By Chris See
The 2013 North American Handbuilt Bicycle show took place in Denver, Colorado February 22-24. Featuring the work of custom bicycle builders, the NAHBS showcases the skills of the individual. Collected under one roof are bikes built from any material imaginable. From hand carved ridable wooden art through to classic steel fabrications, the unique blends with the practical at NAHBS.
Once a year this show allows the public a look into the mind of the custom frame builder. In addition to the bikes the show includes builder tools and fixtures as well as fabrication supplies including tubes and castings. Cycling Utah visited the show and visited with three builders with ties to the Intermountain West.
First stop, Kelson Cycles from Ashton Idaho. Kelson Cycles’ Brian Williams started road racing at age 14. At the time, Williams had the habit of constantly tearing his bike apart. He found the rebuilding to be more challenging than disassembly thus the bike frequently ended up in piles on the floor. Unable to reassemble the pieces into a complete, functioning bicycle, Williams and his mom headed off to the local shop on a regular basis.
After multiple trips, and many hours hanging around the shop, they put Williams to work. His career as a mechanic and framebuilder began. The shop had a resident frame builder, and Williams soon gravitated toward building bikes. He first learned to weld steel, and then, moved on to titanium. Thanks to his long experience, Williams’ welds are clean and well executed.
Initially, Williams built bicycles for fun and for his friends. But he has since made it his full-time job and has opened a studio in Ashton, Idaho. Along the way, Williams also did a stint building kayaks, which gave him experience in working with composites such as carbon.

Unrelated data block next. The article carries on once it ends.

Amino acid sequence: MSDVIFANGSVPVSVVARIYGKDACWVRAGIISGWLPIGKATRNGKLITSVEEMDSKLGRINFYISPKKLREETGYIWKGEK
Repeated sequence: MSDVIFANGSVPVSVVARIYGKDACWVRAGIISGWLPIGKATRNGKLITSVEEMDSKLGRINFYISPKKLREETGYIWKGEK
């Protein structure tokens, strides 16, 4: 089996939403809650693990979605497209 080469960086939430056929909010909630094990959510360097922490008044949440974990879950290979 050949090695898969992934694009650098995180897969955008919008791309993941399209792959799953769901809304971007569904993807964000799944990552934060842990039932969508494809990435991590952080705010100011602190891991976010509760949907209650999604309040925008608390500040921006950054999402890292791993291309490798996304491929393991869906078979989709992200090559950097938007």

Kelson Cycles was born of Brian’s frustration with the one-size-fits-all approach that dominated the products he sold in the shop in Rexberg, Idaho. At NAHBS, Kelson showcased a mixed titanium and carbon fiber frameset designed specifically for Utah’s Crusher In The Tushar race. Taking place in July, the Crusher in the Tushar runs over paved and gravel roads, and the course makes unique demands on the competitors’ bikes. Williams named his Crusher bike the RAD: Road, asphalt, dirt.
Kelson’s RAD bike is half titanium and half carbon, with the titanium on the lower portions of the bike. The bottom tubes around the bottom bracket and chainstays are titanium while the top tube and seatstays are carbon. The titanium lower frame elements protect against rocks and other impacts that might damage the carbon. The titanium chainstay also allows for integrated disc mounts, which saves weight. The carbon, meanwhile, lightens the overall weight of the bike and offers some high-frequency vibration damping. Titanium lugs join the two frame materials.
Born of Williams’ exploration of the mixed road surfaces of southeastern Idaho, the RAD is a subtly tuned cyclocross frame. The geometry aims to make a bike up to the demands of on and off-road riding. The front end of the frameset is based on road geometry. The fork has a 59mm trail, which Williams intends to provide more reponsive steering. Williams also drops the bottom bracket to 70 mm which places rider down lower on the bike. The lower position aims to improve the bike’s stability. Williams finishes the design with 425mm chainstays, which he borrows from traditional cyclocross designs.
Williams has built up his RAD bike with SRAM Force. The wheelset, bars, and stem come from the carbon wizards at Utah’s ENVE Composites. The Kelson Crusher bike also features disc brakes. While the true weight is still a secret, Williams allows that it’s approximately 18 pounds.
The Kelson display at NAHBS also included a 650b steel hardtail and a full-carbon road bike.
For more information, visit: kelsonbikes.com.
The next Utah connection is Park City-based Chris LaCasce and Scrub Components. Scrub builds disc brake parts. Scrub’s products include pads, rotors, and rotor-carrier assemblies. The company’s focus is on improving heat dissipation which increases component stability.